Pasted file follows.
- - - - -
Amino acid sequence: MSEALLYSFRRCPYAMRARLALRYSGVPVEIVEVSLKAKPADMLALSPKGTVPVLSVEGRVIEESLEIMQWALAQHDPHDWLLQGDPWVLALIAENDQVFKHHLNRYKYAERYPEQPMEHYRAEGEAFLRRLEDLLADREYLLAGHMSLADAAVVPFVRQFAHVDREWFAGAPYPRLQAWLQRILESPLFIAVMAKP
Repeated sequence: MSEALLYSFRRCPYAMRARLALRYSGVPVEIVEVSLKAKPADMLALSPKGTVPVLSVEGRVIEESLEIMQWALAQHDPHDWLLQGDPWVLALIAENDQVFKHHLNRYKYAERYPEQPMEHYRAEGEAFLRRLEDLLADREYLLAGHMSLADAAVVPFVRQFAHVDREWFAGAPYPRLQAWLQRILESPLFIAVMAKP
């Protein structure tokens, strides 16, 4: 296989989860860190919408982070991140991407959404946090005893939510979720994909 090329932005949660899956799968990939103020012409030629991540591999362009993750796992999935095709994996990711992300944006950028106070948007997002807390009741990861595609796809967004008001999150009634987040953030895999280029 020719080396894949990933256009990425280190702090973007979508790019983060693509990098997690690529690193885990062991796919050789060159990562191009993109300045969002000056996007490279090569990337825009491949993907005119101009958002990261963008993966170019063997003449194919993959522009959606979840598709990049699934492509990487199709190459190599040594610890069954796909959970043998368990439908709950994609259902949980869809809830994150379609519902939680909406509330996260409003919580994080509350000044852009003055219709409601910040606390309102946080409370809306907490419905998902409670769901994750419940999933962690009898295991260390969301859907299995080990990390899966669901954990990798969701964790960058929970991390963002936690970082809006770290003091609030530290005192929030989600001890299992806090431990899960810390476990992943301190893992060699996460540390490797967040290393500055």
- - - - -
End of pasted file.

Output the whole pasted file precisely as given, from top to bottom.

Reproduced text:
Amino acid sequence: MSEALLYSFRRCPYAMRARLALRYSGVPVEIVEVSLKAKPADMLALSPKGTVPVLSVEGRVIEESLEIMQWALAQHDPHDWLLQGDPWVLALIAENDQVFKHHLNRYKYAERYPEQPMEHYRAEGEAFLRRLEDLLADREYLLAGHMSLADAAVVPFVRQFAHVDREWFAGAPYPRLQAWLQRILESPLFIAVMAKP
Repeated sequence: MSEALLYSFRRCPYAMRARLALRYSGVPVEIVEVSLKAKPADMLALSPKGTVPVLSVEGRVIEESLEIMQWALAQHDPHDWLLQGDPWVLALIAENDQVFKHHLNRYKYAERYPEQPMEHYRAEGEAFLRRLEDLLADREYLLAGHMSLADAAVVPFVRQFAHVDREWFAGAPYPRLQAWLQRILESPLFIAVMAKP
């Protein structure tokens, strides 16, 4: 296989989860860190919408982070991140991407959404946090005893939510979720994909 090329932005949660899956799968990939103020012409030629991540591999362009993750796992999935095709994996990711992300944006950028106070948007997002807390009741990861595609796809967004008001999150009634987040953030895999280029 020719080396894949990933256009990425280190702090973007979508790019983060693509990098997690690529690193885990062991796919050789060159990562191009993109300045969002000056996007490279090569990337825009491949993907005119101009958002990261963008993966170019063997003449194919993959522009959606979840598709990049699934492509990487199709190459190599040594610890069954796909959970043998368990439908709950994609259902949980869809809830994150379609519902939680909406509330996260409003919580994080509350000044852009003055219709409601910040606390309102946080409370809306907490419905998902409670769901994750419940999933962690009898295991260390969301859907299995080990990390899966669901954990990798969701964790960058929970991390963002936690970082809006770290003091609030530290005192929030989600001890299992806090431990899960810390476990992943301190893992060699996460540390490797967040290393500055």